Educational Use – Duplicating, photocopying or manufacturing multiple copies of copyright works for educational use by a school, college or university usually requires permission and, at least, a licence from The Copyright Licensing Agency and including acknowledgements to sources and/or authors is still usually a requirement.
So what can you do?
The site Copyrighttoolkit claims that we can:
Less than 400 words of continuous text from a book.
Less than 800 words of discontinuous text from a book, providing no part is more than 300 words (remember this is qualitative as well as quantitative – so quoting one line giving away the murderer from a whodunnit book would very likely be viewed as copying a substantial part of the work)(but not models which would be classed as “whole works”)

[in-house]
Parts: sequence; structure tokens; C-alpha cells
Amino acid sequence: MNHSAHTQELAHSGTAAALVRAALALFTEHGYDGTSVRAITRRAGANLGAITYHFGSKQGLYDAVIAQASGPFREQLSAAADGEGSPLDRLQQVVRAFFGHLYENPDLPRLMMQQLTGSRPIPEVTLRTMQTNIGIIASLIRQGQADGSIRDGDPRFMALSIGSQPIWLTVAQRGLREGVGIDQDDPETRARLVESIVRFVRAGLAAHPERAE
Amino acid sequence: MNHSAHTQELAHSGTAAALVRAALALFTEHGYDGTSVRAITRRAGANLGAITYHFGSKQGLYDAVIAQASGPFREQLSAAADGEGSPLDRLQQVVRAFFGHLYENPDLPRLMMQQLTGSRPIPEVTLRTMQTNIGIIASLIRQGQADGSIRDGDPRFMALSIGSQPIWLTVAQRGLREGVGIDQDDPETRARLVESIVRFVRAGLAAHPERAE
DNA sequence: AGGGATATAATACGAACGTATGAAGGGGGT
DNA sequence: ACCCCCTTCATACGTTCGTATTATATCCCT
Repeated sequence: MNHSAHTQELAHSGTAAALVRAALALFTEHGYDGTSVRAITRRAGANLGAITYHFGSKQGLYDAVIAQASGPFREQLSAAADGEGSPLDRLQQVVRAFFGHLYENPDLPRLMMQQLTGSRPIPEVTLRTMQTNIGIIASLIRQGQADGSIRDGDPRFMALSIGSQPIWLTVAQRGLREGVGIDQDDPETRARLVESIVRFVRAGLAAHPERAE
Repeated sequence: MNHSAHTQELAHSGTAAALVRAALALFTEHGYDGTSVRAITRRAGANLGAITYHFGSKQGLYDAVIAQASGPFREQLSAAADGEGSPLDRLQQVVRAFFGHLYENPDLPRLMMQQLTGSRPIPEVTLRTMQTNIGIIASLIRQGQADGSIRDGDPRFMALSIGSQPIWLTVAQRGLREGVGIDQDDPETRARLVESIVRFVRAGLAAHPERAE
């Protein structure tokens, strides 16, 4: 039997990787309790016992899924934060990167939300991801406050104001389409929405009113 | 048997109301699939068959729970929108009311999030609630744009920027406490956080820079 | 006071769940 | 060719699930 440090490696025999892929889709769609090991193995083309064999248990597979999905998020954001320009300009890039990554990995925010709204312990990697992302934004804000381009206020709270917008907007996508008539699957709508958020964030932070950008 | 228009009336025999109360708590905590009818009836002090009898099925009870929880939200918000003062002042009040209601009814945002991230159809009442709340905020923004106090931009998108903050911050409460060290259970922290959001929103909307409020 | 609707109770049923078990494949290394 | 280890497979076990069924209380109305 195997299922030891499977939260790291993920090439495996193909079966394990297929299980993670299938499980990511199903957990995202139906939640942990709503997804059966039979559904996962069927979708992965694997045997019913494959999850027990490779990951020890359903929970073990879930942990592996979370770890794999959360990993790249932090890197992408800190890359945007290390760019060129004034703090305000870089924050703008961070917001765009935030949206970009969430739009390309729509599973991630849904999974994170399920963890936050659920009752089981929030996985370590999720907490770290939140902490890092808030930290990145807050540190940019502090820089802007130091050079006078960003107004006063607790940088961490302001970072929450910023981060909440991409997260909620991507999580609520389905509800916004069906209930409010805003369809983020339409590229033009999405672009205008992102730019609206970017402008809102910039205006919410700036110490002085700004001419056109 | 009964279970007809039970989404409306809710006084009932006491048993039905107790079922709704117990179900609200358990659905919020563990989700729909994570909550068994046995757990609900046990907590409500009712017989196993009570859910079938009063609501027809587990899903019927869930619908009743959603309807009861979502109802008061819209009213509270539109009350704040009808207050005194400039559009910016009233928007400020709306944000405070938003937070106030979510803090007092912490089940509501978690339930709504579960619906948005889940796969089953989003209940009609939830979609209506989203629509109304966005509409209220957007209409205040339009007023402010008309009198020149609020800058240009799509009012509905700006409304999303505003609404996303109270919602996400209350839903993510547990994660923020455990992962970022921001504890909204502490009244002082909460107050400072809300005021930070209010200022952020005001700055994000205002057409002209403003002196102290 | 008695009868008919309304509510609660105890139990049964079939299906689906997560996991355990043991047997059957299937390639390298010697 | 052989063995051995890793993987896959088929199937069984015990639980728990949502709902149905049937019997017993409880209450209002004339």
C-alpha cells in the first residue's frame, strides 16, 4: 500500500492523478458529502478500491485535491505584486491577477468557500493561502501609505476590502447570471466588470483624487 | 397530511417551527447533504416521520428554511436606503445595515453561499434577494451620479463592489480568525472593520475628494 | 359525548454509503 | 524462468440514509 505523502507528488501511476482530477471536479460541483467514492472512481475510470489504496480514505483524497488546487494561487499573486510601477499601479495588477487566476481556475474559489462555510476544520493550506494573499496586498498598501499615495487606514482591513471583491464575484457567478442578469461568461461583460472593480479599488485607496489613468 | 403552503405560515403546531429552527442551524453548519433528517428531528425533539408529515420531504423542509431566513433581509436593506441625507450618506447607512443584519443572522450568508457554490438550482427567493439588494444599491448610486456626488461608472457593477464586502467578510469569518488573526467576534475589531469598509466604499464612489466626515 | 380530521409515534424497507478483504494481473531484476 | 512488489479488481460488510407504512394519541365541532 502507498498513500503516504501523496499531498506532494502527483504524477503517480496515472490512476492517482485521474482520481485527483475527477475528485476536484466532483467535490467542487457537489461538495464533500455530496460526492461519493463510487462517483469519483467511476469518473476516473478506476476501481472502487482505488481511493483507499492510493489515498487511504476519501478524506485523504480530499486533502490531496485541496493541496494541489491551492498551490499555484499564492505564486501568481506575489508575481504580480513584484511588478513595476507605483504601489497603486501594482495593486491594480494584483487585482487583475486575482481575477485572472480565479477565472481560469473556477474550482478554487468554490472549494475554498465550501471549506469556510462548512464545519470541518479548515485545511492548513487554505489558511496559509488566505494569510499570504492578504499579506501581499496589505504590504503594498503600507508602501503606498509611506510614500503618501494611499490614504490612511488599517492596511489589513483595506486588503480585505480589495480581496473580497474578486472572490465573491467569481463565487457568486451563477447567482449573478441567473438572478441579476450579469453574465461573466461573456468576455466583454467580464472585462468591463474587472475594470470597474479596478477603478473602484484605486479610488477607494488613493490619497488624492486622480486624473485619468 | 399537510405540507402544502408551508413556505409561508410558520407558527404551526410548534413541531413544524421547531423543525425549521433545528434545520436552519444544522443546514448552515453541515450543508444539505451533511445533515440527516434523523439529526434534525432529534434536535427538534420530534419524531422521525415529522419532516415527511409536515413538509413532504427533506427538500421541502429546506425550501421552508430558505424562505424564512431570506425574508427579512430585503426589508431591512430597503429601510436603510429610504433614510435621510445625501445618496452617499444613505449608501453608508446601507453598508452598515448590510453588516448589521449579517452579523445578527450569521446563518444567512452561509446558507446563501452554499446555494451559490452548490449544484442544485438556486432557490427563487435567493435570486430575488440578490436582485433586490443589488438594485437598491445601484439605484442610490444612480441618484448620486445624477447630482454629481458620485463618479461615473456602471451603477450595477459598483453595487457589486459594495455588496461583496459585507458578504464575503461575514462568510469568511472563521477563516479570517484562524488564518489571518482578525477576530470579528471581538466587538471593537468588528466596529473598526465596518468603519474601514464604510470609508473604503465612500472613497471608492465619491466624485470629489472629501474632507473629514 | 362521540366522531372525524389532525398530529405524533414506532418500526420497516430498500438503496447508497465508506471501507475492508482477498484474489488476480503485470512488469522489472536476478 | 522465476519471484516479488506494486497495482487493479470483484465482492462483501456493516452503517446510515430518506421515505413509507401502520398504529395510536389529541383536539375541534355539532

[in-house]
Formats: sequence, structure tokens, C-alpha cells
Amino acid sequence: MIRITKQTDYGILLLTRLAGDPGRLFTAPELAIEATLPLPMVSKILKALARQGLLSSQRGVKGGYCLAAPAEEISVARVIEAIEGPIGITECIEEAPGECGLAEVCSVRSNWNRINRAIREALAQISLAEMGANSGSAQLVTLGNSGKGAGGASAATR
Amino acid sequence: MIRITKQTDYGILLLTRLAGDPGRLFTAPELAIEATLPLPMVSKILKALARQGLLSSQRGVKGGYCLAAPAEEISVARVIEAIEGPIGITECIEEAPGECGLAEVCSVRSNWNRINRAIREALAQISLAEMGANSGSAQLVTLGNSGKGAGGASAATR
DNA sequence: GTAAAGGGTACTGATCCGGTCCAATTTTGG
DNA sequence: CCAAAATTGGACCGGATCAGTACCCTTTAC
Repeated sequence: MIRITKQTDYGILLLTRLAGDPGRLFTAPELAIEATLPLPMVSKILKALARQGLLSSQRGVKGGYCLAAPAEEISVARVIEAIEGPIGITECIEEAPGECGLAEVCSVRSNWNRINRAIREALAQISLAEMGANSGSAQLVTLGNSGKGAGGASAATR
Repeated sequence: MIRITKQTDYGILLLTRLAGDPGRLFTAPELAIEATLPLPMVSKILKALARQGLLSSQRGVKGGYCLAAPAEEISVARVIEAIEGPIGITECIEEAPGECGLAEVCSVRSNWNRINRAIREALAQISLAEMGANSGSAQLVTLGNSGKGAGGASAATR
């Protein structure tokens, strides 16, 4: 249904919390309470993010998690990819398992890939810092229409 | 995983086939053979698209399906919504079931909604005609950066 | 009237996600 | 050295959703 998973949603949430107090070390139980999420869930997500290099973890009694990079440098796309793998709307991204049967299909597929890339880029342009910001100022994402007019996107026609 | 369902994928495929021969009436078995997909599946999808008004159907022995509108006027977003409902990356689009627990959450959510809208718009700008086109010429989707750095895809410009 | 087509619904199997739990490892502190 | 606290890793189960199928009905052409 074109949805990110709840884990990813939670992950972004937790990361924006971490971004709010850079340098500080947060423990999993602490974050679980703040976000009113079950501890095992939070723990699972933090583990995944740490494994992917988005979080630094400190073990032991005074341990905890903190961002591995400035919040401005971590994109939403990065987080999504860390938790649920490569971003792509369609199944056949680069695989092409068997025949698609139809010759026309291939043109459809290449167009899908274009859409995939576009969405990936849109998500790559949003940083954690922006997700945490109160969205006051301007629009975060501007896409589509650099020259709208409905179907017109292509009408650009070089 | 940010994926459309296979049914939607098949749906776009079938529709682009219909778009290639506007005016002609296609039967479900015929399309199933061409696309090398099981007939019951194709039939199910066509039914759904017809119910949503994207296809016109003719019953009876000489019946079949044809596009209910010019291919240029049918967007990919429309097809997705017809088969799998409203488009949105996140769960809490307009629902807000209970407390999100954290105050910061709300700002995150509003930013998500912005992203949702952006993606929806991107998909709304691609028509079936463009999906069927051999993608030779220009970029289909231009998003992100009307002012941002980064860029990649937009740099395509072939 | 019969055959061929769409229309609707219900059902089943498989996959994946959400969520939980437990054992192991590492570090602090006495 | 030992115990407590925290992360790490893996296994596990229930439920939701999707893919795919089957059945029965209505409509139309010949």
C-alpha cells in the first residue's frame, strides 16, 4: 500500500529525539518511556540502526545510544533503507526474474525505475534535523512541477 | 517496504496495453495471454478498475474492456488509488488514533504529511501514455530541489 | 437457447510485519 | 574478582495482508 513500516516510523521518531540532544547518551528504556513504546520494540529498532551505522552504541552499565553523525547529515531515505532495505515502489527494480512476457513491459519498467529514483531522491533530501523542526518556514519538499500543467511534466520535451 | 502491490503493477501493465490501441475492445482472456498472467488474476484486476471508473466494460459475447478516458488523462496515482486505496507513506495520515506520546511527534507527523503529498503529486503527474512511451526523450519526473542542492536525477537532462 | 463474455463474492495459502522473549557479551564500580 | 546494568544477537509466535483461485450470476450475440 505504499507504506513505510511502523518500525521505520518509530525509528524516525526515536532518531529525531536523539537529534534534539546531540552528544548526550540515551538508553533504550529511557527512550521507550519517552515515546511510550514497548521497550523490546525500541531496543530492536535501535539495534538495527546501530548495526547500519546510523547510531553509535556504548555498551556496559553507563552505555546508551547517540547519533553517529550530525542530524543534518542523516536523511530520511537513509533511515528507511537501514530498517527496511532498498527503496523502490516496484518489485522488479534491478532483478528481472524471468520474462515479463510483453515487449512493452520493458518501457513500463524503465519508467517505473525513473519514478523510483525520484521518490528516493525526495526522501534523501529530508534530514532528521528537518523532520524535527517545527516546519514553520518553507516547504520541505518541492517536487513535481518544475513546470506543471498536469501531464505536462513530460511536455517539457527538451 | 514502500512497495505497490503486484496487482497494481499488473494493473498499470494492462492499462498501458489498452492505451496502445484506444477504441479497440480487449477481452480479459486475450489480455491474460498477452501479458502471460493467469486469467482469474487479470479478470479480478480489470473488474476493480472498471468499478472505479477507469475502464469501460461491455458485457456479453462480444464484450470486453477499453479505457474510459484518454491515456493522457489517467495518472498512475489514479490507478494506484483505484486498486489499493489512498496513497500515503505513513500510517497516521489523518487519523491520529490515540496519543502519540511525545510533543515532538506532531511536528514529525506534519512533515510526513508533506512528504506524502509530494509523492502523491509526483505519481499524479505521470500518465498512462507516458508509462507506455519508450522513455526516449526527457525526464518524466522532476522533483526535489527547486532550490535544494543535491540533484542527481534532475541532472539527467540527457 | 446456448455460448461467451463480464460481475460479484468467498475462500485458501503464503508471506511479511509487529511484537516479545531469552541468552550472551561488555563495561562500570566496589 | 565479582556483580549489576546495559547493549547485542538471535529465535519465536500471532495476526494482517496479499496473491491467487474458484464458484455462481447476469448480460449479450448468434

‘non-commercial research’ and ‘private study’ are generally taken to restrict copying to a single copy. – not one per person!
Even the copyright statement on the famous Alan Chapman site BusinessBalls says:
“When using these materials (especially for commercial training purposes) you must decide if your usage is ‘fair use’ within your local law relating to copyright. The free provision of these materials on this website does not imply that the works can be exploited for profit without seeking permission from respective owners of original concepts, theories and other intellectual property. If in doubt about your usage seek qualified advice and/or permission from the owner of the IP concerned. See www.businessballs.com/aboutus.htm for more details about usage.”
** Please note this information is given in good faith and RapidBI or the author cannot be held liable for any acts or omissions resulting from information provided. If you unsure of your right to use material contact a lawyer and/ or the owner of the works.
March 2018 – updated broken links